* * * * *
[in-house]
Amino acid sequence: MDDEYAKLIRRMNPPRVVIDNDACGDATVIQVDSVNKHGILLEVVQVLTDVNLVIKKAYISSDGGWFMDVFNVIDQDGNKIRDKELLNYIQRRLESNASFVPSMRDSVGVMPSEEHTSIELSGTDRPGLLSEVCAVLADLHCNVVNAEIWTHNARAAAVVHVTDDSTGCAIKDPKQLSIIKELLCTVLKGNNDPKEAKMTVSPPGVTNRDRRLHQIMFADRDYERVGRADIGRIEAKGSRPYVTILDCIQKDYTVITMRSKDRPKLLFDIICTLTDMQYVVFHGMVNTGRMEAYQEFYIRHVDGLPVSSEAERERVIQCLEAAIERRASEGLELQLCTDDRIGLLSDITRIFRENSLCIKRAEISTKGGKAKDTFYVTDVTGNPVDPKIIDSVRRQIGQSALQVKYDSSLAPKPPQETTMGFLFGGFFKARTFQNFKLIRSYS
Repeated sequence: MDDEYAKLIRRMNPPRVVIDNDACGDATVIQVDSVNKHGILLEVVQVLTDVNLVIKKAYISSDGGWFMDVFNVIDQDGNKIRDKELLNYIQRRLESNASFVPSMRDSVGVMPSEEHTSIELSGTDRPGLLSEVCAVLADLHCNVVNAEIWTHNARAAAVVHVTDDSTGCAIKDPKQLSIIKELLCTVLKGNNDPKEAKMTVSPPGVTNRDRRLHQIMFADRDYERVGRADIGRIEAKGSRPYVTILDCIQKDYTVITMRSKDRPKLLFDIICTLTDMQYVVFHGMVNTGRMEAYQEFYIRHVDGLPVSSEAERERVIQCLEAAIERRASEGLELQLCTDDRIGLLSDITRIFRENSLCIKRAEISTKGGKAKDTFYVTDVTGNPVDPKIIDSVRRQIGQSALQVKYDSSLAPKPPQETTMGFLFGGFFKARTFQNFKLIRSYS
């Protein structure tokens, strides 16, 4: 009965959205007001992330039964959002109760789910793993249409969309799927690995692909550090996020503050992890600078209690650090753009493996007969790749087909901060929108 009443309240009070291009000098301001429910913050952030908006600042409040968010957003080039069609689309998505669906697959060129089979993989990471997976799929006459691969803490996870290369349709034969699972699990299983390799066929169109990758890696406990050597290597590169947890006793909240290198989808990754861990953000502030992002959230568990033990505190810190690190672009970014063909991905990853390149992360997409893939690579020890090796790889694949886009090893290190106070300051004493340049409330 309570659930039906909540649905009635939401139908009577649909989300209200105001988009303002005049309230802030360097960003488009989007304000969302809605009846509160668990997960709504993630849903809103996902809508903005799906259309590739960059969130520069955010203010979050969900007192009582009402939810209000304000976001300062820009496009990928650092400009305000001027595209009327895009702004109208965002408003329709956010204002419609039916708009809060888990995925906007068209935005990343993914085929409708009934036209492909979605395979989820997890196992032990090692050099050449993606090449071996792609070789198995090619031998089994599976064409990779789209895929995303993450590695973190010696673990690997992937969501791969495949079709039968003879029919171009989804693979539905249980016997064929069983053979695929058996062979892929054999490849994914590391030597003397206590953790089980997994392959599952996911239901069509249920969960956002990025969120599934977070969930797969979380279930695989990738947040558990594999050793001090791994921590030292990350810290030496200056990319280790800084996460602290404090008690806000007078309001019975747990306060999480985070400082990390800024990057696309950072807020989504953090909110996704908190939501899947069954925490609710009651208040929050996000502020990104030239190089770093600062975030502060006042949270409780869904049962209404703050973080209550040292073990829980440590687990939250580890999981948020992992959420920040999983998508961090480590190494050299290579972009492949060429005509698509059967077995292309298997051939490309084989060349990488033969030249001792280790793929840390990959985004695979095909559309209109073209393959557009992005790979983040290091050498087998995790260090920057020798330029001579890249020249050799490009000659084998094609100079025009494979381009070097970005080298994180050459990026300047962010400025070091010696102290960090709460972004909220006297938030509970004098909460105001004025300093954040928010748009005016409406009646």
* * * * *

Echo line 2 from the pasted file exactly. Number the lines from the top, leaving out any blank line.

Amino acid sequence: MDDEYAKLIRRMNPPRVVIDNDACGDATVIQVDSVNKHGILLEVVQVLTDVNLVIKKAYISSDGGWFMDVFNVIDQDGNKIRDKELLNYIQRRLESNASFVPSMRDSVGVMPSEEHTSIELSGTDRPGLLSEVCAVLADLHCNVVNAEIWTHNARAAAVVHVTDDSTGCAIKDPKQLSIIKELLCTVLKGNNDPKEAKMTVSPPGVTNRDRRLHQIMFADRDYERVGRADIGRIEAKGSRPYVTILDCIQKDYTVITMRSKDRPKLLFDIICTLTDMQYVVFHGMVNTGRMEAYQEFYIRHVDGLPVSSEAERERVIQCLEAAIERRASEGLELQLCTDDRIGLLSDITRIFRENSLCIKRAEISTKGGKAKDTFYVTDVTGNPVDPKIIDSVRRQIGQSALQVKYDSSLAPKPPQETTMGFLFGGFFKARTFQNFKLIRSYS